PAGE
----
Curtis McEnroe

Configuring PF and Fail2ban on FreeBSD

I recently created a new DigitalOcean droplet using the FreeBSD 10.2 image and have been learning how to administer it. After setting up some basics, it seemed like a good idea to set up a firewall and Fail2ban. It doesn’t take long to start seeing failed login attempts in /var/log/auth.log.

The first thing to do was choose a firewall. FreeBSD provides several, among which is Packet Filter (PF) from OpenBSD. This seemed like a good choice to learn, since the knowledge is transferable between systems.

To get started, I created a simple pf.conf by reading the excellent man page.

block in all
pass out all

This configuration will drop all incoming packets and allow all outgoing packets. To enable the firewall, I ran…

echo 'pf_enable="YES"' >> /etc/rc.conf
service pf start

…and then my SSH connection dropped. Always finish configuring the firewall before starting it over SSH.

After logging in to the console through DigitalOcean and disabling PF again, I expanded my configuration.

tcp_services = "{ ssh, http, https }"
block in all
pass in proto tcp from any to any port $tcp_services
pass out all

The tcp_services macro is used to list ports for which to allow incoming packets. These can be numbers or names, which will be looked up in /etc/services.

After re-enabling PF, everything seemed to work at first. SSH still worked, and I could load the default NGINX page. However, outgoing connections from my ZNC instance to IRC networks began dropping. I also noticed that attempts to curl Google took upwards of 10 seconds with the firewall enabled.

The output of curl -v revealed a clue: with PF disabled, the connection was made over IPv6. With it enabled, curl attempted to make the same connection, before timing out and falling back to IPv4.

It turns out that in IPv6, the Address Resolution Protocol (ARP) was replaced with the Neighbor Discovery Protocol (NDP), which is part of ICMPv6. This means that ICMPv6 is essential for IPv6 to work, and I had inadvertently blocked it with block in all.

To allow ICMP traffic, I added two new rules to my pf.conf.

pass in quick inet proto icmp all
pass in quick inet6 proto icmp6 all

Adding quick to these rules means that PF won’t evaluate any further rules if these match.


With the firewall configured, it was time to set up Fail2ban. It can be installed from pkg, along with pyinotify for kqueue support.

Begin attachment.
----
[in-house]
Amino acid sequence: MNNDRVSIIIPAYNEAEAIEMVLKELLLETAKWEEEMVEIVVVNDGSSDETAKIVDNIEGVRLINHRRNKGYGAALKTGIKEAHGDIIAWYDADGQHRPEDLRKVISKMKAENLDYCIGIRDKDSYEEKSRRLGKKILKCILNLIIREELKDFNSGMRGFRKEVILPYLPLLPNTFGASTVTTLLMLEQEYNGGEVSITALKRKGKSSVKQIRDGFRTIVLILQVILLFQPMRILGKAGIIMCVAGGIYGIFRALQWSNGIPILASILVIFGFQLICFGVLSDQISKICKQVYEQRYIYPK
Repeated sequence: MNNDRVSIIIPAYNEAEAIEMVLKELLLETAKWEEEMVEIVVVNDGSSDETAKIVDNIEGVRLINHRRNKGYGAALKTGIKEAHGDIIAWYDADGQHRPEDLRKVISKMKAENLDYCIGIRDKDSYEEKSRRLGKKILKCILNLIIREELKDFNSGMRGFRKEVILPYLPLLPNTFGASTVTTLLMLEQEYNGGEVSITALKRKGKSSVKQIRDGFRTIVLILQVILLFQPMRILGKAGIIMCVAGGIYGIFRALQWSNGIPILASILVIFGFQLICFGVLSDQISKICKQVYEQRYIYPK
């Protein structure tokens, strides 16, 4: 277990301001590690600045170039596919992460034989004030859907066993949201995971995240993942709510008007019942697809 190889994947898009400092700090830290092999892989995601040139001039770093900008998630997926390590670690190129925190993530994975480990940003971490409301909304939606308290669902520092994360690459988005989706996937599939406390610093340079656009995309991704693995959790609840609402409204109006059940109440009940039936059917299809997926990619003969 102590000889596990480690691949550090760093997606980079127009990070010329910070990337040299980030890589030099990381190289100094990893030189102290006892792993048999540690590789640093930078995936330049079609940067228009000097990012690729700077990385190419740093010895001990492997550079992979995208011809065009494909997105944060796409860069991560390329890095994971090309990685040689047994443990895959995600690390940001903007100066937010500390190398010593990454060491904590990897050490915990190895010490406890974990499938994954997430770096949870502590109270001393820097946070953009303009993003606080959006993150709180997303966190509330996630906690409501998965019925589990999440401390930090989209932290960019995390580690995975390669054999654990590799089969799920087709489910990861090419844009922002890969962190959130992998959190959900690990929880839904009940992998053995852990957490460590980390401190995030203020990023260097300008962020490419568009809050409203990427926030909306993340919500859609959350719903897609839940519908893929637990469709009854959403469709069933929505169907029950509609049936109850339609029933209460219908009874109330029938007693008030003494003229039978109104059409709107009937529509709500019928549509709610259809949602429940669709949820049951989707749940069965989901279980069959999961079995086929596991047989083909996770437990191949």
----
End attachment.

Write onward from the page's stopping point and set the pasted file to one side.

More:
pkg install py27-fail2ban
pkg install py27-pyinotify

The default configuration is in /usr/local/etc/fail2ban/jail.conf, and overrides should be put in jail.local. First I needed to tell Fail2ban to use PF.

[DEFAULT]
banaction = pf

This refers to the file /usr/local/etc/fail2ban/action.d/pf.conf, which adds banned IP addresses to a PF table called fail2ban. This on its own doesn’t do anything but register the address with PF, so I needed to add a rule to pf.conf to block the traffic.

table <fail2ban> persist
block in quick from <fail2ban>

I added this rule directly below block in all so that it took precedence over my ICMP rules.

Back to Fail2ban, I enabled the SSH jail, which watches for failed logins in /var/log/auth.log.

[sshd]
enabled = true

Then I reloaded the PF configuration and started Fail2ban.

service pf reload
echo 'fail2ban_enable="YES"' >> /etc/rc.conf
service fail2ban start

To see it in action, I can tail the Fail2ban log, list the addresses in the fail2ban table, and inspect the statistics for my PF rules.

tail /var/log/fail2ban.log
pfctl -t fail2ban -T show
pfctl -v -s rules

My final pf.conf looks like this:

set skip on lo0
pass out quick all

tcp_services = "{ ssh, http, https }"
table <fail2ban> persist

block in all
block in quick from <fail2ban>
pass in quick inet proto icmp all
pass in quick inet6 proto icmp6 all
pass in proto tcp from any to any port $tcp_services

I added the first line so that none of the rules apply to the loopback interface.

My final jail.local looks like this:

[DEFAULT]
bantime = 86400
findtime = 3600
maxretry = 3
banaction = pf

[sshd]
enabled = true

I tweaked the settings so that three failed logins in one hour results in a 24-hour ban.